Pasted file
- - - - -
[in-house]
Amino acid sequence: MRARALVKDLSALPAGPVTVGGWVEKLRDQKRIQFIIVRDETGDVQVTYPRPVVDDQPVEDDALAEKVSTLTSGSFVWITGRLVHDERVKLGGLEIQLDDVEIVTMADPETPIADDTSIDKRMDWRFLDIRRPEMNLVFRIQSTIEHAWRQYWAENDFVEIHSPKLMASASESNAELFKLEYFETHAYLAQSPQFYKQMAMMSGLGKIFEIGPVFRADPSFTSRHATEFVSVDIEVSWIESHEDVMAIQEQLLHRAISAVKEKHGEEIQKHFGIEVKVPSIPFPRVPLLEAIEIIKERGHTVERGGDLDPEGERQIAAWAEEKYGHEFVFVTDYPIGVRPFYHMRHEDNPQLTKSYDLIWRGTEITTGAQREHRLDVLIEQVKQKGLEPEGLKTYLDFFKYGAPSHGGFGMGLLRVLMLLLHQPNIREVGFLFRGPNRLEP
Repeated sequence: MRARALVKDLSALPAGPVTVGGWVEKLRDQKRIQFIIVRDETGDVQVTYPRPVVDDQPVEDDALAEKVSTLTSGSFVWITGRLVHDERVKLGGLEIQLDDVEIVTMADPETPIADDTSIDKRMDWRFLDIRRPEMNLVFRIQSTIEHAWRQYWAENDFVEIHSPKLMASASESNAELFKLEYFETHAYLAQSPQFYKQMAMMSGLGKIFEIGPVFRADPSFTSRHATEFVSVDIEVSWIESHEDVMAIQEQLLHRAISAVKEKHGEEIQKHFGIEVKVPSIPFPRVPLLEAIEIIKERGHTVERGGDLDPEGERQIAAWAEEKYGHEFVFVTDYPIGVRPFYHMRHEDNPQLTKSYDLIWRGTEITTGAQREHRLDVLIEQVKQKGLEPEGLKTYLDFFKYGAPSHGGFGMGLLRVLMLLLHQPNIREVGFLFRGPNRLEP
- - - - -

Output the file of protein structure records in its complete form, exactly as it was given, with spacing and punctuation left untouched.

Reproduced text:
[in-house]
Amino acid sequence: MRARALVKDLSALPAGPVTVGGWVEKLRDQKRIQFIIVRDETGDVQVTYPRPVVDDQPVEDDALAEKVSTLTSGSFVWITGRLVHDERVKLGGLEIQLDDVEIVTMADPETPIADDTSIDKRMDWRFLDIRRPEMNLVFRIQSTIEHAWRQYWAENDFVEIHSPKLMASASESNAELFKLEYFETHAYLAQSPQFYKQMAMMSGLGKIFEIGPVFRADPSFTSRHATEFVSVDIEVSWIESHEDVMAIQEQLLHRAISAVKEKHGEEIQKHFGIEVKVPSIPFPRVPLLEAIEIIKERGHTVERGGDLDPEGERQIAAWAEEKYGHEFVFVTDYPIGVRPFYHMRHEDNPQLTKSYDLIWRGTEITTGAQREHRLDVLIEQVKQKGLEPEGLKTYLDFFKYGAPSHGGFGMGLLRVLMLLLHQPNIREVGFLFRGPNRLEP
Repeated sequence: MRARALVKDLSALPAGPVTVGGWVEKLRDQKRIQFIIVRDETGDVQVTYPRPVVDDQPVEDDALAEKVSTLTSGSFVWITGRLVHDERVKLGGLEIQLDDVEIVTMADPETPIADDTSIDKRMDWRFLDIRRPEMNLVFRIQSTIEHAWRQYWAENDFVEIHSPKLMASASESNAELFKLEYFETHAYLAQSPQFYKQMAMMSGLGKIFEIGPVFRADPSFTSRHATEFVSVDIEVSWIESHEDVMAIQEQLLHRAISAVKEKHGEEIQKHFGIEVKVPSIPFPRVPLLEAIEIIKERGHTVERGGDLDPEGERQIAAWAEEKYGHEFVFVTDYPIGVRPFYHMRHEDNPQLTKSYDLIWRGTEITTGAQREHRLDVLIEQVKQKGLEPEGLKTYLDFFKYGAPSHGGFGMGLLRVLMLLLHQPNIREVGFLFRGPNRLEP